After nearly six months, the market is back at its record highs as the Sensex decisively crossed the 37,000-mark and the Nifty climbed above 11,200. Earlier on January 29, benchmark indices touched lifetime highs. Since then it has corrected (especially after the Union Budget 2018-19), followed by a gradual recovery which started in the last week of March, with intermittent consolidation.
The Nifty surged 7 percent and Sensex gained 9 percent in the current calendar year in addition to around 28 percent rally seen in 2017. It was driven by a few largecaps (majorly index heavyweights) and consistent domestic money flow when foreign institutional investors were selling India and emerging markets in general.
The major reason behind this upsurge is stable June quarter earnings and hopes of a further recovery from now onwards, likely easing of asset quality concerns, and stability in global markets on fading trade war tensions, crude oil prices and rupee-dollar movement.
"The other reasons for the strong bounceback in the Indian stock market can be attributed to economic recovery, which is currently underway with key beneficial policy decisions like the Goods & Service Tax now better entrenched into the system and corporate earnings indicating some pick-up," Jayant Manglik, president, Religare Broking, said.
He added that factors like underperformance of competing asset classes like real estate and bullion have also supported capital flows into equities. "Going forward, considering the market momentum, one should expect newer milestones to be achieved in coming months."
The broader markets also participated in the rally with the Nifty Midcap and BSE Smallcap indices surged over 4 percent last week. However, both are still down 13 percent and 15 percent in 2018, respectively. These indices are still trading at hefty premium to largecaps, experts said.
"We believe that this divergence between large- and midcaps may continue for some more time. Midcaps still trade at a 20-25 percent premium to the Nifty in terms of P/E and thus could be vulnerable in a volatile market," Siddharth Khemka, head- retail research, Motilal Oswal Securities, said.
After such a sharp uptick, does it mean all concerns are behind and the market will move upwards from here on? Experts feel it is difficult to answer.
The stated that a rally could be possible considering the likely earnings recovery and returning of FII flows last week, but one should take into account that there are some risks, which could spoil the party at any time.
Shailendra Kumar, CIO, Narnolia Financial Advisors, said the Nifty now trades at 21 times FY19 earning and that makes it vulnerable to negative surprises, if any. "We expect earnings of Nifty constituents to grow by more than 20 percent in FY19. Any disappointment here would be the reason to get cautious at least in the near term."
The first is rising 1) crude oil prices, which is one of the key risks to a country like India which imports more than 80 percent of its requirement. For the last couple of weeks, after seeing a sharp rally up to $80.50 a barrel in June, oil prices recovered and stabilised in the $72-75 a barrel range on expected increase in supply.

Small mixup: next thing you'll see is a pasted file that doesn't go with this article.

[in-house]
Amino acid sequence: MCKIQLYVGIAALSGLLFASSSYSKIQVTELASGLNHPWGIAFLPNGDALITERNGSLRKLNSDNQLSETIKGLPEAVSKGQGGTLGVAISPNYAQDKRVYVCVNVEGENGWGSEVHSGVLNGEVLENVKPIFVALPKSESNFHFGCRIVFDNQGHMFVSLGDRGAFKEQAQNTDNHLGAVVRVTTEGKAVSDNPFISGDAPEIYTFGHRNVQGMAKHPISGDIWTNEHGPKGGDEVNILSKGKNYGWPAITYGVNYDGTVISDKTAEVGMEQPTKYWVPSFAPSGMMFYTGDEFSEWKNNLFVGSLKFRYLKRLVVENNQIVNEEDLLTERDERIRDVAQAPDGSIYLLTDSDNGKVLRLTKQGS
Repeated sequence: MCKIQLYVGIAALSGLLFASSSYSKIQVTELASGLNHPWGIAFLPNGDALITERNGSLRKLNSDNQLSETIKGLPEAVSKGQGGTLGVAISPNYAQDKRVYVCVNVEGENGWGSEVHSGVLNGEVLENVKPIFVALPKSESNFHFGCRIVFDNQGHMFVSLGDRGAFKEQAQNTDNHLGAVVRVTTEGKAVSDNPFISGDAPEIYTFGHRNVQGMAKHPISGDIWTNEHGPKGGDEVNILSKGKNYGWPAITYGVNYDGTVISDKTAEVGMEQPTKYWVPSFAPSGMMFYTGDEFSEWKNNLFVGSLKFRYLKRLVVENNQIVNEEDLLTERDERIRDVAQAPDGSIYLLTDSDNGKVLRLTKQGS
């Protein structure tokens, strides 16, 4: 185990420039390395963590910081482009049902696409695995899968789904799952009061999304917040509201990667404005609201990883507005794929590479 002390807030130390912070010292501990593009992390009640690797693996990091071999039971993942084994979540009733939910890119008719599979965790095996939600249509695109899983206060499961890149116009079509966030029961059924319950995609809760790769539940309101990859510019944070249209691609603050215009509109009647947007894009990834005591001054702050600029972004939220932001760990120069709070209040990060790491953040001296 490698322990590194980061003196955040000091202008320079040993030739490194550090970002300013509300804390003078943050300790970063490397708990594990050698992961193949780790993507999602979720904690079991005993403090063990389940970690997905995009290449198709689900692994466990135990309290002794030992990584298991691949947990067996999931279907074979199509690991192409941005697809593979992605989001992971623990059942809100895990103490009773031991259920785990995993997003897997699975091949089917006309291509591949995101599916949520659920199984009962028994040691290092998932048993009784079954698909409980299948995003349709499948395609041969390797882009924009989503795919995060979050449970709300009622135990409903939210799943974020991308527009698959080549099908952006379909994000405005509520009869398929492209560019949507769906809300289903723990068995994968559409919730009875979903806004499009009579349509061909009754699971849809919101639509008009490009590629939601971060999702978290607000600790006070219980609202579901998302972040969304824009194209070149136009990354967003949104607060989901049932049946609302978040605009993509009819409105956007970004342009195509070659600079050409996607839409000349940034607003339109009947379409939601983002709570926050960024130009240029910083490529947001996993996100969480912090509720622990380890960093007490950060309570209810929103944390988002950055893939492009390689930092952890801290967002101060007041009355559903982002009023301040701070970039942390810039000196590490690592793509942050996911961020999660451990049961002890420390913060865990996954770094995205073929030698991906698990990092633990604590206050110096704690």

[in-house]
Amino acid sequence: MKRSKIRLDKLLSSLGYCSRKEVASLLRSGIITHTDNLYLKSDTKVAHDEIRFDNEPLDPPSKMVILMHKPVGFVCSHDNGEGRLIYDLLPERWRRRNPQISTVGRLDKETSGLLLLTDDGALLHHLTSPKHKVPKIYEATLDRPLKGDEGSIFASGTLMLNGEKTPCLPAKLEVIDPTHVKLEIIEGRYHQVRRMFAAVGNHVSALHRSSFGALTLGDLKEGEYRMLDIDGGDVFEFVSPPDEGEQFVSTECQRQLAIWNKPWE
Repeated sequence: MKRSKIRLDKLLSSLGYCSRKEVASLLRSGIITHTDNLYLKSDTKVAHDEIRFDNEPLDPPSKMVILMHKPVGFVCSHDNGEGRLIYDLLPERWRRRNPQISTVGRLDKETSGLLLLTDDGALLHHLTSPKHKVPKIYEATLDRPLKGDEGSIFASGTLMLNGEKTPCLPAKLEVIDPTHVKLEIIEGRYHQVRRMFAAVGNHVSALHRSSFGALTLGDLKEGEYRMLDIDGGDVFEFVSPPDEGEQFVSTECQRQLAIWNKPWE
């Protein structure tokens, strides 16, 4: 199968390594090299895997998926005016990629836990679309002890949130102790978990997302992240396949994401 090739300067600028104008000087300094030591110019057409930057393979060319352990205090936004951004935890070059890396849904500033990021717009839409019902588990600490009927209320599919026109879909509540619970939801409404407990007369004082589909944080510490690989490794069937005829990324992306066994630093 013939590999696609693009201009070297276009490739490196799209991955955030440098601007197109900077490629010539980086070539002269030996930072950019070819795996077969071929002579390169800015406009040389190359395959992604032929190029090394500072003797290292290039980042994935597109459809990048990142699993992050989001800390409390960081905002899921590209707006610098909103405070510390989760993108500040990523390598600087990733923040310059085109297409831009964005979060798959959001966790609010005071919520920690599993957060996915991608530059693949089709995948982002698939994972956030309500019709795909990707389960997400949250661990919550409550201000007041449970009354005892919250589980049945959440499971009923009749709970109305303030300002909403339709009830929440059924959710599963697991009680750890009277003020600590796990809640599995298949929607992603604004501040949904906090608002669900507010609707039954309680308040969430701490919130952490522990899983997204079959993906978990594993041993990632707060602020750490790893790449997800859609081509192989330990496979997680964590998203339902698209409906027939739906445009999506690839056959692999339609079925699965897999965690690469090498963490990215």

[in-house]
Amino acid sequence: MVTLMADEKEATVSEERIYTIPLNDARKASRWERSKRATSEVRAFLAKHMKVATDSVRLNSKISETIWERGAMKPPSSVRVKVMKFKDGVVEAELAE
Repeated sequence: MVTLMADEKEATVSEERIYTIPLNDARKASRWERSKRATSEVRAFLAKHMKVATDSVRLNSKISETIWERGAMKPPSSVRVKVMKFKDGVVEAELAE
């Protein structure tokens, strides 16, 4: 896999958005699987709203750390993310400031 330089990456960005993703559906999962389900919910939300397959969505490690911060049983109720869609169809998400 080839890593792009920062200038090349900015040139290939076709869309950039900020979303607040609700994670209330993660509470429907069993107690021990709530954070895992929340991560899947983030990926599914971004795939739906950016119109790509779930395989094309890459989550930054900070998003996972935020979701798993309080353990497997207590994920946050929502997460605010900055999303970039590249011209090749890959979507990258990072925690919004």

"Any strength in crude oil prices will continue to put pressure on the current account deficit and domestic currency," Jayant Manglik, President, Religare Broking said.
Some of other factors that can affect investor sentiments are: 1) Inflation and interest rates; 2) Political developments; 3) Rupee-dollar movement; and 4) Global trade war which has a limited impact on India.
"The major risks we foresee for Indian markets are - rising US interest rates, crude prices and movement of the dollar-rupee - which in turn is dependent on US interest rates," Abhinav Gupta, President-Capital Markets, Share India Securities, said.
Going forward, Waqar Naqvi, CEO, Taurus Mutual Fund, said one needs to watch out for global trade war intensifying, withdrawal of stimulus by the major central banks, movement of crude prices and impending domestic state and central elections. "Any adverse dramatic development on any of these points should make investors cautious although the long-term bullish outlook on Indian stocks remains intact.”
While explaining some of these concerns, Manglik said firming inflation and rising domestic interest rates could pose some hiccups to India Inc, if consumer demand falters, as the cost of capital firms up.
Mohit Ralhan, Managing Partner and Chief Investment Officer at TIW Private Equity, said the biggest risk to the global bull run in equities is inflation and deglobalisation. "Globally, inflation is moving higher creating a serious risk to the 30-year bond bull market. Interest rates globally are moving up, which poses a serious threat to liquidity driven returns."
He said the 'Trump tax' rhetoric is creating a manufactured risk to global trade that can lead to a significant dent in global GDP growth rate. "This coupled with multiple key state elections leading up to 2019 elections in India can have a potentially detrimental effect on market returns from a one-year horizon."
Manglik too concurs, saying several key state election outcomes before the general election in 2019 will keep the domestic political scenario a bit hazy. "On the global front, escalation on the trade war front remains the key risk at this point in time.”
On top of these above five risks, Kumar said 6) non-performing assets (NPAs) of banks, which has systematically hurt the business environment for long, is expected to have peaked now. "Any relapse on this count would cause de-rating of the valuation multiple."
He advises investors to focus on good quality companies that have decent earning visibility over the next 2-3 years.
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